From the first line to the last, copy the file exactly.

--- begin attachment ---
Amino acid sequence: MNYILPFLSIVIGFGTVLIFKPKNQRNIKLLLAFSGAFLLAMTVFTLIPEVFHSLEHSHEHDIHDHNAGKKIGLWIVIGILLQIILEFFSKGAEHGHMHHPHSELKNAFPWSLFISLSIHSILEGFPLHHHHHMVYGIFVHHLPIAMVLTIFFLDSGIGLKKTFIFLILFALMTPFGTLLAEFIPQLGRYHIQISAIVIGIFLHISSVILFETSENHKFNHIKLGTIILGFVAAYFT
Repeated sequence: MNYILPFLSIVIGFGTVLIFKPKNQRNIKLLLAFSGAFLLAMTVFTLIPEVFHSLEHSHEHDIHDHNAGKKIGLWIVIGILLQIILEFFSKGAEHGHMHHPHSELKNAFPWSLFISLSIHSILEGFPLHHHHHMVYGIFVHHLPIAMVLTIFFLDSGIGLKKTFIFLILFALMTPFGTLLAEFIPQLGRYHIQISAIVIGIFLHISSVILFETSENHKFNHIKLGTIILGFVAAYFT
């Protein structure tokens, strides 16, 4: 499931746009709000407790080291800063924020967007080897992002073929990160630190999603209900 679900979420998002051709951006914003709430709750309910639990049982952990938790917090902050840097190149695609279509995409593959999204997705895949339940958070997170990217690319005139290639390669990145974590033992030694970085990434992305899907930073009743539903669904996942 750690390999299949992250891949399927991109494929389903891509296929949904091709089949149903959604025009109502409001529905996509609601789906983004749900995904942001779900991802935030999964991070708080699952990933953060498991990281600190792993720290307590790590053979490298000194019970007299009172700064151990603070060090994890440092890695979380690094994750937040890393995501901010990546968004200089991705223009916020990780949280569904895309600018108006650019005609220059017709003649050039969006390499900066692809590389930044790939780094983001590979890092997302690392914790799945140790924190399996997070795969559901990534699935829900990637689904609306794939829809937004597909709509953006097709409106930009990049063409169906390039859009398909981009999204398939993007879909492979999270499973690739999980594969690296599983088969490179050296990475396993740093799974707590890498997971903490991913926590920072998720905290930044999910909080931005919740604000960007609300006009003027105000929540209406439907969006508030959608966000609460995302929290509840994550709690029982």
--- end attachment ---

Amino acid sequence: MNYILPFLSIVIGFGTVLIFKPKNQRNIKLLLAFSGAFLLAMTVFTLIPEVFHSLEHSHEHDIHDHNAGKKIGLWIVIGILLQIILEFFSKGAEHGHMHHPHSELKNAFPWSLFISLSIHSILEGFPLHHHHHMVYGIFVHHLPIAMVLTIFFLDSGIGLKKTFIFLILFALMTPFGTLLAEFIPQLGRYHIQISAIVIGIFLHISSVILFETSENHKFNHIKLGTIILGFVAAYFT
Repeated sequence: MNYILPFLSIVIGFGTVLIFKPKNQRNIKLLLAFSGAFLLAMTVFTLIPEVFHSLEHSHEHDIHDHNAGKKIGLWIVIGILLQIILEFFSKGAEHGHMHHPHSELKNAFPWSLFISLSIHSILEGFPLHHHHHMVYGIFVHHLPIAMVLTIFFLDSGIGLKKTFIFLILFALMTPFGTLLAEFIPQLGRYHIQISAIVIGIFLHISSVILFETSENHKFNHIKLGTIILGFVAAYFT
């Protein structure tokens, strides 16, 4: 499931746009709000407790080291800063924020967007080897992002073929990160630190999603209900 679900979420998002051709951006914003709430709750309910639990049982952990938790917090902050840097190149695609279509995409593959999204997705895949339940958070997170990217690319005139290639390669990145974590033992030694970085990434992305899907930073009743539903669904996942 750690390999299949992250891949399927991109494929389903891509296929949904091709089949149903959604025009109502409001529905996509609601789906983004749900995904942001779900991802935030999964991070708080699952990933953060498991990281600190792993720290307590790590053979490298000194019970007299009172700064151990603070060090994890440092890695979380690094994750937040890393995501901010990546968004200089991705223009916020990780949280569904895309600018108006650019005609220059017709003649050039969006390499900066692809590389930044790939780094983001590979890092997302690392914790799945140790924190399996997070795969559901990534699935829900990637689904609306794939829809937004597909709509953006097709409106930009990049063409169906390039859009398909981009999204398939993007879909492979999270499973690739999980594969690296599983088969490179050296990475396993740093799974707590890498997971903490991913926590920072998720905290930044999910909080931005919740604000960007609300006009003027105000929540209406439907969006508030959608966000609460995302929290509840994550709690029982």